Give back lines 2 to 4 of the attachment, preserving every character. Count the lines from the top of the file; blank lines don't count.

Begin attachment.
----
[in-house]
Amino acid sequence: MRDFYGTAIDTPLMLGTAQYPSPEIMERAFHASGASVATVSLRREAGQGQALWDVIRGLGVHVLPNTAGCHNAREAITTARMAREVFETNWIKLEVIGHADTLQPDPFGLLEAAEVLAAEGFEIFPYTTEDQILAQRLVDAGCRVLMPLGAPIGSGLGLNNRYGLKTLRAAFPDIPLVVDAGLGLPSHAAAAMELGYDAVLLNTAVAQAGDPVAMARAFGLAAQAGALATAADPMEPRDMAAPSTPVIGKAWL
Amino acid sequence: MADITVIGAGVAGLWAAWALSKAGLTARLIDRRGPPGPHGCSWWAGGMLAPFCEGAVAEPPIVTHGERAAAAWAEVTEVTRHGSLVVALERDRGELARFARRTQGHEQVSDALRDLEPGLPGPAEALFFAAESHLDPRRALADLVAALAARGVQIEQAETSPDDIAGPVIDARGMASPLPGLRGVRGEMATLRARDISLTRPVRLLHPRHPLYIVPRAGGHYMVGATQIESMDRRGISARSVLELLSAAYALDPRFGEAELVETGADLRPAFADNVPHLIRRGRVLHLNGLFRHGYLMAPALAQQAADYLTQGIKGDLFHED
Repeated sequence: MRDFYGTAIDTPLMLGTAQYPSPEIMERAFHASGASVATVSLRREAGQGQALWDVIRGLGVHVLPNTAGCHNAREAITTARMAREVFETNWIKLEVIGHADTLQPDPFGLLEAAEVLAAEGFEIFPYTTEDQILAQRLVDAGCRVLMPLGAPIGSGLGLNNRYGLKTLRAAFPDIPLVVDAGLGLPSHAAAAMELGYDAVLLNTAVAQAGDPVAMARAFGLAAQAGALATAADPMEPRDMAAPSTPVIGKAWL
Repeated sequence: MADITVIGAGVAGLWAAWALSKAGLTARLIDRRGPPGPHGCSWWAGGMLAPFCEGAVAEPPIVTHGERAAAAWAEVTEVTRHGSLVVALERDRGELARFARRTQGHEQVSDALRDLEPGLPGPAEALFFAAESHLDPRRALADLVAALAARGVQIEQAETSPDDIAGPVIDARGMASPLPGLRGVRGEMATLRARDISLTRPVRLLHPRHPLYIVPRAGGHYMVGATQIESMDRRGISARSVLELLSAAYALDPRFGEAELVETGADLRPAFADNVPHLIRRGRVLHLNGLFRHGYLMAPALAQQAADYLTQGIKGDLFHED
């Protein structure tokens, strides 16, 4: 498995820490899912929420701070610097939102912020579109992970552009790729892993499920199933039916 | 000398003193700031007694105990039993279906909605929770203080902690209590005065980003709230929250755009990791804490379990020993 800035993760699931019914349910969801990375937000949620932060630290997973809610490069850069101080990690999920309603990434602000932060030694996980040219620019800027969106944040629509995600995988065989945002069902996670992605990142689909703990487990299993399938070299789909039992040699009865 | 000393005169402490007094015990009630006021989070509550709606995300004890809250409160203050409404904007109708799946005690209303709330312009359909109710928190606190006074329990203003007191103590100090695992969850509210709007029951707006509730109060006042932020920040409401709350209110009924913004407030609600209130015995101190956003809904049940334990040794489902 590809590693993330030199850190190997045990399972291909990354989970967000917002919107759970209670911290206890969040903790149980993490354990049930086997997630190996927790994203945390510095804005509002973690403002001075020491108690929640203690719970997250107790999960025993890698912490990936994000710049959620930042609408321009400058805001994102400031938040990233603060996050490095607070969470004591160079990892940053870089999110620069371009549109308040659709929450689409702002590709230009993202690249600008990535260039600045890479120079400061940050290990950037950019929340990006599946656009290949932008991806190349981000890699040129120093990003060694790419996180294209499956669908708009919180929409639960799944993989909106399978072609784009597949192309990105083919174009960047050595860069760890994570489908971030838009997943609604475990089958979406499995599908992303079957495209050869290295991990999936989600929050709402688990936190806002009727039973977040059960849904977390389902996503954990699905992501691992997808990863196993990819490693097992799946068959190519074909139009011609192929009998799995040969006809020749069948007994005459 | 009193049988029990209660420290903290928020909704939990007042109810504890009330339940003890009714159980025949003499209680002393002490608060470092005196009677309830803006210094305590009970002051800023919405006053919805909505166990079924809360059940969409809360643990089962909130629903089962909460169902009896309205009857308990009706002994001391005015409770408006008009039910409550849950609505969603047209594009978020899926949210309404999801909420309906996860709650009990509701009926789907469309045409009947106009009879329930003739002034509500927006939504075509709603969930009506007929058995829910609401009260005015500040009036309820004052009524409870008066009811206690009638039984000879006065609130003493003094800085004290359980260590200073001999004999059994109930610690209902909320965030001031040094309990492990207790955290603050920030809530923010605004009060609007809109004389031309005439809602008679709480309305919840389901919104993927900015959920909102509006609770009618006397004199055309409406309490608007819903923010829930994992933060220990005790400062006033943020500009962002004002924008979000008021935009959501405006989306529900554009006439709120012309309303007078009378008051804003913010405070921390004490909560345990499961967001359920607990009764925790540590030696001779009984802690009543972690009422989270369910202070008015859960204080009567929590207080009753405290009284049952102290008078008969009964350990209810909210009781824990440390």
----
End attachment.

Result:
Amino acid sequence: MRDFYGTAIDTPLMLGTAQYPSPEIMERAFHASGASVATVSLRREAGQGQALWDVIRGLGVHVLPNTAGCHNAREAITTARMAREVFETNWIKLEVIGHADTLQPDPFGLLEAAEVLAAEGFEIFPYTTEDQILAQRLVDAGCRVLMPLGAPIGSGLGLNNRYGLKTLRAAFPDIPLVVDAGLGLPSHAAAAMELGYDAVLLNTAVAQAGDPVAMARAFGLAAQAGALATAADPMEPRDMAAPSTPVIGKAWL
Amino acid sequence: MADITVIGAGVAGLWAAWALSKAGLTARLIDRRGPPGPHGCSWWAGGMLAPFCEGAVAEPPIVTHGERAAAAWAEVTEVTRHGSLVVALERDRGELARFARRTQGHEQVSDALRDLEPGLPGPAEALFFAAESHLDPRRALADLVAALAARGVQIEQAETSPDDIAGPVIDARGMASPLPGLRGVRGEMATLRARDISLTRPVRLLHPRHPLYIVPRAGGHYMVGATQIESMDRRGISARSVLELLSAAYALDPRFGEAELVETGADLRPAFADNVPHLIRRGRVLHLNGLFRHGYLMAPALAQQAADYLTQGIKGDLFHED
Repeated sequence: MRDFYGTAIDTPLMLGTAQYPSPEIMERAFHASGASVATVSLRREAGQGQALWDVIRGLGVHVLPNTAGCHNAREAITTARMAREVFETNWIKLEVIGHADTLQPDPFGLLEAAEVLAAEGFEIFPYTTEDQILAQRLVDAGCRVLMPLGAPIGSGLGLNNRYGLKTLRAAFPDIPLVVDAGLGLPSHAAAAMELGYDAVLLNTAVAQAGDPVAMARAFGLAAQAGALATAADPMEPRDMAAPSTPVIGKAWL